I'm asking this question because all if not most literature out there indicates that there is a listening or responding entity that is involved in an attack.

If I was behind a router that does not respond to ICMP or listen/NAT any services on UDP/TCP. Am I susceptible to a DDoS attack?

  • 2
    Basically any system connected to the internet is susceptible of been attack.
    – camp0
    Feb 3, 2020 at 11:17
  • Do you have any data/techniques to prove it?
    – MFT
    Feb 3, 2020 at 11:37
  • 1
    @MFT, What you're thinking here is that you've mitigated your risk of being used in an amplification DDoS (E.g. running an OpenDNS resolver or leaving LDAP ports open etc) which is for the most part true however, no one is really free from a Bandwidth based DDoS attack on their network.
    – ditrapanij
    Feb 3, 2020 at 12:30
  • We have a user here, @Satish, whose company gets hit with DDoS attacks. Perhaps he can explain the realities to you.
    – Ron Maupin
    Feb 3, 2020 at 15:10
  • I welcome the explaination, thanks in advance.
    – MFT
    Feb 3, 2020 at 15:33

1 Answer 1


If I was behind a router that does not respond to ICMP or listen/NAT any services on UDP/TCP. Am I susceptible to a DDoS attack?

Yes. At least on the bandwidth side, there could be more data coming in than the Internet downlink can handle. A severely congested interface loses massive amounts of packets and becomes unusable.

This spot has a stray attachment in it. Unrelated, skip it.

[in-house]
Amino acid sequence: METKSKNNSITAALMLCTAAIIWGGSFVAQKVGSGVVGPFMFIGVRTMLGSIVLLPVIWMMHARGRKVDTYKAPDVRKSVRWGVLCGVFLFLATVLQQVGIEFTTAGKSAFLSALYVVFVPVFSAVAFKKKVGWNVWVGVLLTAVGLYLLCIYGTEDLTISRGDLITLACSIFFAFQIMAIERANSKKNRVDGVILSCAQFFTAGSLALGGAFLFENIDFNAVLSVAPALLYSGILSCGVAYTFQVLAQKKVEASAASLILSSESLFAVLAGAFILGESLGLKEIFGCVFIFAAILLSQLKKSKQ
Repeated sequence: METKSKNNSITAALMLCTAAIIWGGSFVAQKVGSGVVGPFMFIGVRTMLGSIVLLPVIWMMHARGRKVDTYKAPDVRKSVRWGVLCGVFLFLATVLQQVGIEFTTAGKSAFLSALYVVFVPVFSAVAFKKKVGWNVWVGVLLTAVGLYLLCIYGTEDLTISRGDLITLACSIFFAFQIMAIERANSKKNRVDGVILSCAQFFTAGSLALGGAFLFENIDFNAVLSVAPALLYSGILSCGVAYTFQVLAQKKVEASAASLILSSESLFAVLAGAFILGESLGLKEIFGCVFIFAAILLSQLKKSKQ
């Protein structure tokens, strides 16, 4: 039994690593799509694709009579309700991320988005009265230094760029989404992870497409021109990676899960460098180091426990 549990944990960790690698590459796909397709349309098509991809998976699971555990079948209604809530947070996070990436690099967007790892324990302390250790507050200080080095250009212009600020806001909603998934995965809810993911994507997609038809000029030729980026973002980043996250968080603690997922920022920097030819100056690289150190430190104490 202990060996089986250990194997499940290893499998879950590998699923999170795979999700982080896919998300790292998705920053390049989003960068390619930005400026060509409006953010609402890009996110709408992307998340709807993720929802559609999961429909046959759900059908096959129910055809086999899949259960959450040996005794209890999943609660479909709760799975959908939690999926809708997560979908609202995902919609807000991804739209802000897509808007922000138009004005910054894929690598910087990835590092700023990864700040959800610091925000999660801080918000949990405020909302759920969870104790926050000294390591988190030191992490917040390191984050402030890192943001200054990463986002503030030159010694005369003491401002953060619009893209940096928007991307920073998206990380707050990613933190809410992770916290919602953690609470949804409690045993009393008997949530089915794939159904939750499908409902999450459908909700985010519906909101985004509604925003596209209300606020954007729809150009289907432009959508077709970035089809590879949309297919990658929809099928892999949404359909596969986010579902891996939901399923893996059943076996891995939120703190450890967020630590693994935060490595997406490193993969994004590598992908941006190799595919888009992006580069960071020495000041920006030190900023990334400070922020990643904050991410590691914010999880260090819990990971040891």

A faster Internet access makes a bandwidth-based attack harder, but any bandwidth can be exceeded with DDoS, especially when using amplification techniques.

With destination NAT on the router, you're additionally susceptible to have the NATed service or device overloaded. Depending on the firewall and the host configuration, a targeted (D)DOS attack may be much easier to achieve than a purely bandwidth-based attack.

  • Thanks Zac, how do you initiate a bandwidth attack, Layer 3 of course on a non-listening/responding device? In this case, it is a routed interface, a point-to-point link to the ISP?
    – MFT
    Feb 3, 2020 at 12:41
  • 2
    You simply send lots of traffic to the target. It doesn't matter if the target is listening or not: the traffic still consumes the bandwidth.
    – Ron Trunk
    Feb 3, 2020 at 13:09
  • 2
    It wouldn't help a thing, you can only process it after it reaches you.
    – Teun Vink
    Feb 3, 2020 at 14:17
  • 4
    I think you're over-thinking this. If I send a thousand cars to a particular street address, it doesn't matter if there is a building there or not. The roads will be congested with all the cars. It's the same with network traffic: even if your router is configured to drop all the traffic, the packets have already consumed the bandwidth by the time they get to your router.
    – Ron Trunk
    Feb 3, 2020 at 14:38
  • 3
    @jonathanjo That's fine in the case where the attack comes from a single address. but) DDOS attacks, by their very nature, come from hundreds or thousands of source addresses. Blocking those is not so simple.
    – Ron Trunk
    Feb 3, 2020 at 14:48

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